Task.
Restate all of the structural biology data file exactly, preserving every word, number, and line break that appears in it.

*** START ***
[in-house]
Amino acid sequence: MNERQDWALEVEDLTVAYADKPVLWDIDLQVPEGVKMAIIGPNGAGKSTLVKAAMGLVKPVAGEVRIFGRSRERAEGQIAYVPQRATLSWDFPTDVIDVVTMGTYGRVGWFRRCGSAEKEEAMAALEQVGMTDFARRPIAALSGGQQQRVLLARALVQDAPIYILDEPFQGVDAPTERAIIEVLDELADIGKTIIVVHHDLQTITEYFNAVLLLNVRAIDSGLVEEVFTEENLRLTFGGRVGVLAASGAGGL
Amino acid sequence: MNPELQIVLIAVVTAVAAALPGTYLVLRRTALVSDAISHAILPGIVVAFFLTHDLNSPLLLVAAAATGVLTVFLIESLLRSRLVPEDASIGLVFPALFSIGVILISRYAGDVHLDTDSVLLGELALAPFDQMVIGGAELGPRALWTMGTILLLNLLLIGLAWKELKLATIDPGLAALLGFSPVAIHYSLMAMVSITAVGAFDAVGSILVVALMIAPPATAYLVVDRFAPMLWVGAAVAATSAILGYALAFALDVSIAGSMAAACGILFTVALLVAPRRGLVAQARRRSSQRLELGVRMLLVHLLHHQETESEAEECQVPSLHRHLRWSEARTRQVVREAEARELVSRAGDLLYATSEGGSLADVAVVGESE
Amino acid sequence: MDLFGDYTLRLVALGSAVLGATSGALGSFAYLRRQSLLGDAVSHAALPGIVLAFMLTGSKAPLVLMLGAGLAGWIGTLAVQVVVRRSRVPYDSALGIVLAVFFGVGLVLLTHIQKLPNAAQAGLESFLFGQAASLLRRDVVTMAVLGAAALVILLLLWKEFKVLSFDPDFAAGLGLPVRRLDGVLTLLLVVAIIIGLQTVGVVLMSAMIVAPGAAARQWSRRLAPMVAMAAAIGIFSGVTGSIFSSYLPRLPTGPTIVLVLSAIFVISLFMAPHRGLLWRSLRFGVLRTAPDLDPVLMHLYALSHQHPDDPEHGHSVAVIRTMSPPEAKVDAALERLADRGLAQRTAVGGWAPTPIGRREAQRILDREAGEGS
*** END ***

[in-house]
Amino acid sequence: MNERQDWALEVEDLTVAYADKPVLWDIDLQVPEGVKMAIIGPNGAGKSTLVKAAMGLVKPVAGEVRIFGRSRERAEGQIAYVPQRATLSWDFPTDVIDVVTMGTYGRVGWFRRCGSAEKEEAMAALEQVGMTDFARRPIAALSGGQQQRVLLARALVQDAPIYILDEPFQGVDAPTERAIIEVLDELADIGKTIIVVHHDLQTITEYFNAVLLLNVRAIDSGLVEEVFTEENLRLTFGGRVGVLAASGAGGL
Amino acid sequence: MNPELQIVLIAVVTAVAAALPGTYLVLRRTALVSDAISHAILPGIVVAFFLTHDLNSPLLLVAAAATGVLTVFLIESLLRSRLVPEDASIGLVFPALFSIGVILISRYAGDVHLDTDSVLLGELALAPFDQMVIGGAELGPRALWTMGTILLLNLLLIGLAWKELKLATIDPGLAALLGFSPVAIHYSLMAMVSITAVGAFDAVGSILVVALMIAPPATAYLVVDRFAPMLWVGAAVAATSAILGYALAFALDVSIAGSMAAACGILFTVALLVAPRRGLVAQARRRSSQRLELGVRMLLVHLLHHQETESEAEECQVPSLHRHLRWSEARTRQVVREAEARELVSRAGDLLYATSEGGSLADVAVVGESE
Amino acid sequence: MDLFGDYTLRLVALGSAVLGATSGALGSFAYLRRQSLLGDAVSHAALPGIVLAFMLTGSKAPLVLMLGAGLAGWIGTLAVQVVVRRSRVPYDSALGIVLAVFFGVGLVLLTHIQKLPNAAQAGLESFLFGQAASLLRRDVVTMAVLGAAALVILLLLWKEFKVLSFDPDFAAGLGLPVRRLDGVLTLLLVVAIIIGLQTVGVVLMSAMIVAPGAAARQWSRRLAPMVAMAAAIGIFSGVTGSIFSSYLPRLPTGPTIVLVLSAIFVISLFMAPHRGLLWRSLRFGVLRTAPDLDPVLMHLYALSHQHPDDPEHGHSVAVIRTMSPPEAKVDAALERLADRGLAQRTAVGGWAPTPIGRREAQRILDREAGEGS